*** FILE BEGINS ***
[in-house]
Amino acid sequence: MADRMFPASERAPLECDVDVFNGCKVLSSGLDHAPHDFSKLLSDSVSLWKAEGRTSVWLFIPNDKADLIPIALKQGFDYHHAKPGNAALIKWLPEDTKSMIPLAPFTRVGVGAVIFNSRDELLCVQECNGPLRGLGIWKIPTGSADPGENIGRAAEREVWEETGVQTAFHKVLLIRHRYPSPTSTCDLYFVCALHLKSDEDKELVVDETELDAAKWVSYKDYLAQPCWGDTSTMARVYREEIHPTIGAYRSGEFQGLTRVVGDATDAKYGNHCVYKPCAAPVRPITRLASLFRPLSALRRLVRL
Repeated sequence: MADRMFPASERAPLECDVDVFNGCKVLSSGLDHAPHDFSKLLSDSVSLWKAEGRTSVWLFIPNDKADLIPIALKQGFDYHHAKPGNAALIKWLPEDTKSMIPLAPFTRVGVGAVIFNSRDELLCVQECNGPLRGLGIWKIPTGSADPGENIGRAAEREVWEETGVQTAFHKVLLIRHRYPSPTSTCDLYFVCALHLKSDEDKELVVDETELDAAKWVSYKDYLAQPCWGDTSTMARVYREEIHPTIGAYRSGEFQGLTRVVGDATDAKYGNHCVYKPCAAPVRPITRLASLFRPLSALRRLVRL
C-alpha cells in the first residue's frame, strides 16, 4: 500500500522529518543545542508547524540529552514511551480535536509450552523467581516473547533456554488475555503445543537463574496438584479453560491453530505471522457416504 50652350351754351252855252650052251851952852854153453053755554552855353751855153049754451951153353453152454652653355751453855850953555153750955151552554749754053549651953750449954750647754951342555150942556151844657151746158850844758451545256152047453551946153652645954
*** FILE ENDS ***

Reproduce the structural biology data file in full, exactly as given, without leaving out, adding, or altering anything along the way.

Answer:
[in-house]
Amino acid sequence: MADRMFPASERAPLECDVDVFNGCKVLSSGLDHAPHDFSKLLSDSVSLWKAEGRTSVWLFIPNDKADLIPIALKQGFDYHHAKPGNAALIKWLPEDTKSMIPLAPFTRVGVGAVIFNSRDELLCVQECNGPLRGLGIWKIPTGSADPGENIGRAAEREVWEETGVQTAFHKVLLIRHRYPSPTSTCDLYFVCALHLKSDEDKELVVDETELDAAKWVSYKDYLAQPCWGDTSTMARVYREEIHPTIGAYRSGEFQGLTRVVGDATDAKYGNHCVYKPCAAPVRPITRLASLFRPLSALRRLVRL
Repeated sequence: MADRMFPASERAPLECDVDVFNGCKVLSSGLDHAPHDFSKLLSDSVSLWKAEGRTSVWLFIPNDKADLIPIALKQGFDYHHAKPGNAALIKWLPEDTKSMIPLAPFTRVGVGAVIFNSRDELLCVQECNGPLRGLGIWKIPTGSADPGENIGRAAEREVWEETGVQTAFHKVLLIRHRYPSPTSTCDLYFVCALHLKSDEDKELVVDETELDAAKWVSYKDYLAQPCWGDTSTMARVYREEIHPTIGAYRSGEFQGLTRVVGDATDAKYGNHCVYKPCAAPVRPITRLASLFRPLSALRRLVRL
C-alpha cells in the first residue's frame, strides 16, 4: 500500500522529518543545542508547524540529552514511551480535536509450552523467581516473547533456554488475555503445543537463574496438584479453560491453530505471522457416504 50652350351754351252855252650052251851952852854153453053755554552855353751855153049754451951153353453152454652653355751453855850953555153750955151552554749754053549651953750449954750647754951342555150942556151844657151746158850844758451545256152047453551946153652645954